Struggles Of A First Generation Greek
Start writing a post
Student Life

Struggles Of A First Generation Greek

Struggles Of A First Generation Greek

A sorority girl? This was unheard of for my family.

Sure, I had been raised in the south my entire life and had seen many family friends join, but nobody in my family had ever gone Greek. I was raised to think differently than everyone else and to be independent, a dreamer, and to go far in my career. Apparently, in my family's eyes, one could not accomplish all of these tasks while being involved in Greek life. It actually took quite some time for my family to realize that just because I wanted to join a sorority, didn't mean that I was throwing away all of the values that I had been raised by. It just meant that I wanted to join a sorority.

I didn't go through recruitment until my sophomore year of college because it wasn't until I made it through that first year that I realized something was missing. I'm a dancer, so growing up I was surrounded by my dance company and we had become a family. In college, they were no longer with me and that tight knit group of girls was something that I often found myself longing. 

I can remember calling my mom up one night and telling her the words I had rehearsed so many times the few hours before, "Mom, I really want to join a sorority." Her end of the line became silent and I could hear the disappointment and concern through the silence. She went on to express her concerns for me and the challenges that I might face juggling academics and Greek life, but no matter what she said she would not change my mind. 

I registered for recruitment before going home for the summer to ensure that my parents could not change my mind about this decision. Although, they certainly did try. The gossip of a friend of a friend, who was hazed once, the girl who gained so much weight from all of the mixers, the others who dropped out because they couldn't balance academics and fun. I heard it all. Though it was annoying and it got old really fast, I realized they were only doing this because they want the best for me and they didn't want me to change from the young woman that I had become when I left them for college. 

After being in a sorority for a year, I have proven to my parents that stereotypes are just that. I have not changed my outfits, I have not turned into a Regina George type character, my grades have not slipped, and I have not turned into a party animal. Nothing negative has come from my Greek life experience, only positive opportunities have. It may have taken me a year to prove this to my non-Greek parents, but it was worth it.

Report this Content
This article has not been reviewed by Odyssey HQ and solely reflects the ideas and opinions of the creator.
houses under green sky
Photo by Alev Takil on Unsplash

Small towns certainly have their pros and cons. Many people who grow up in small towns find themselves counting the days until they get to escape their roots and plant new ones in bigger, "better" places. And that's fine. I'd be lying if I said I hadn't thought those same thoughts before too. We all have, but they say it's important to remember where you came from. When I think about where I come from, I can't help having an overwhelming feeling of gratitude for my roots. Being from a small town has taught me so many important lessons that I will carry with me for the rest of my life.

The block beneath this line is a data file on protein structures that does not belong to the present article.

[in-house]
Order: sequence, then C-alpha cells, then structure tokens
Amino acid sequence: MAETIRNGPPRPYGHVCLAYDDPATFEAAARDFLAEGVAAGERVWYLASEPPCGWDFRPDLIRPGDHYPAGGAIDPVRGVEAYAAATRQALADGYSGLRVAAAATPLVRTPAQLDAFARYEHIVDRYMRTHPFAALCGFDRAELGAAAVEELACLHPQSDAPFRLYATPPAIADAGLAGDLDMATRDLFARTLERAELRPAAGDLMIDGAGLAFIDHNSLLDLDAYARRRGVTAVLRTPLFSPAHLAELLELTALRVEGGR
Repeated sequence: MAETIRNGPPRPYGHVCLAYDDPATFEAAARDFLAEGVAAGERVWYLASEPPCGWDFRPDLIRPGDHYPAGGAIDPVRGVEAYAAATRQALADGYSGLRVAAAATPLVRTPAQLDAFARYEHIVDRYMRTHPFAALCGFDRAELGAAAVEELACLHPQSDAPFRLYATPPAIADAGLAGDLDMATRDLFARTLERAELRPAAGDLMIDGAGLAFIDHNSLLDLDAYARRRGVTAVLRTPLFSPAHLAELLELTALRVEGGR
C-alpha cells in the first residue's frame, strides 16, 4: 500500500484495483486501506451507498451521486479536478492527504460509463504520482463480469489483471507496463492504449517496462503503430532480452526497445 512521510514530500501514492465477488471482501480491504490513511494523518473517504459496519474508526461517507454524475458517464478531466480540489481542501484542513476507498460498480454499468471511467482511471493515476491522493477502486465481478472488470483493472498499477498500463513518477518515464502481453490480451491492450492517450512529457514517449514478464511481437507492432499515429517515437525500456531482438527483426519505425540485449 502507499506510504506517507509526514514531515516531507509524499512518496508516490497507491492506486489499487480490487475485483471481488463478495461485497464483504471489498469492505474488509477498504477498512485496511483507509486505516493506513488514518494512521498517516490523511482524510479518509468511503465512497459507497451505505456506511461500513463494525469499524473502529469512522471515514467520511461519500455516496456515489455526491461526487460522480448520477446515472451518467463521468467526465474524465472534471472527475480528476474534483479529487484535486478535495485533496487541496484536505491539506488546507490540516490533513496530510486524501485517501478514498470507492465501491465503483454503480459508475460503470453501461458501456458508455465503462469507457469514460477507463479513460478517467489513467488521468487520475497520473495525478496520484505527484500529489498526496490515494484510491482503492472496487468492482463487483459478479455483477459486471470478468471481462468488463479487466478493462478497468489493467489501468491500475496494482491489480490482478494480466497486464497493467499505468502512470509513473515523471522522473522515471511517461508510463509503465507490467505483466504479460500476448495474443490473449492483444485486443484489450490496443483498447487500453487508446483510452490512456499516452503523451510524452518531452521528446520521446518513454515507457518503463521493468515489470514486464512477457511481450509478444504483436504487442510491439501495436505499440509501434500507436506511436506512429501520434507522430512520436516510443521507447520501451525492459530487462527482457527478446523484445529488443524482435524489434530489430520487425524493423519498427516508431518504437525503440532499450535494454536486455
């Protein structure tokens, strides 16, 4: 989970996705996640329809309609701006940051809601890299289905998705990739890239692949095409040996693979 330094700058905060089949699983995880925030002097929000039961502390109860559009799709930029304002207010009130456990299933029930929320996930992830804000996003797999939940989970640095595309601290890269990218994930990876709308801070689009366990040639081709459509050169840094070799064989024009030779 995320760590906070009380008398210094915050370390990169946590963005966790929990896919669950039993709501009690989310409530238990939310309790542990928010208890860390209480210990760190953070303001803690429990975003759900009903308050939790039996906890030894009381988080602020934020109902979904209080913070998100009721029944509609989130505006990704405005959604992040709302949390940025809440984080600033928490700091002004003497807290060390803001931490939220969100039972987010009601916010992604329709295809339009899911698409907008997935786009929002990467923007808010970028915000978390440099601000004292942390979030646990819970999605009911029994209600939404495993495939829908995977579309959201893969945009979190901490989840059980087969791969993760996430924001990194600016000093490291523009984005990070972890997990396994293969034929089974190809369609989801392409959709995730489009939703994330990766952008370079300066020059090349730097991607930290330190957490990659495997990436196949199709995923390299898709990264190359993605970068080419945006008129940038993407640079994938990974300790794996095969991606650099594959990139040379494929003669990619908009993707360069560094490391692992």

Keep Reading...Show less
​a woman sitting at a table having a coffee

I can't say "thank you" enough to express how grateful I am for you coming into my life. You have made such a huge impact on my life. I would not be the person I am today without you and I know that you will keep inspiring me to become an even better version of myself.

Keep Reading...Show less
Student Life

Waitlisted for a College Class? Here's What to Do!

Dealing with the inevitable realities of college life.

college students waiting in a long line in the hallway

Course registration at college can be a big hassle and is almost never talked about. Classes you want to take fill up before you get a chance to register. You might change your mind about a class you want to take and must struggle to find another class to fit in the same time period. You also have to make sure no classes clash by time. Like I said, it's a big hassle.

This semester, I was waitlisted for two classes. Most people in this situation, especially first years, freak out because they don't know what to do. Here is what you should do when this happens.

Keep Reading...Show less
a man and a woman sitting on the beach in front of the sunset

Whether you met your new love interest online, through mutual friends, or another way entirely, you'll definitely want to know what you're getting into. I mean, really, what's the point in entering a relationship with someone if you don't know whether or not you're compatible on a very basic level?

Consider these 21 questions to ask in the talking stage when getting to know that new guy or girl you just started talking to:

Keep Reading...Show less

Challah vs. Easter Bread: A Delicious Dilemma

Is there really such a difference in Challah bread or Easter Bread?

loaves of challah and easter bread stacked up aside each other, an abundance of food in baskets

Ever since I could remember, it was a treat to receive Easter Bread made by my grandmother. We would only have it once a year and the wait was excruciating. Now that my grandmother has gotten older, she has stopped baking a lot of her recipes that require a lot of hand usage--her traditional Italian baking means no machines. So for the past few years, I have missed enjoying my Easter Bread.

Keep Reading...Show less

Subscribe to Our Newsletter

Facebook Comments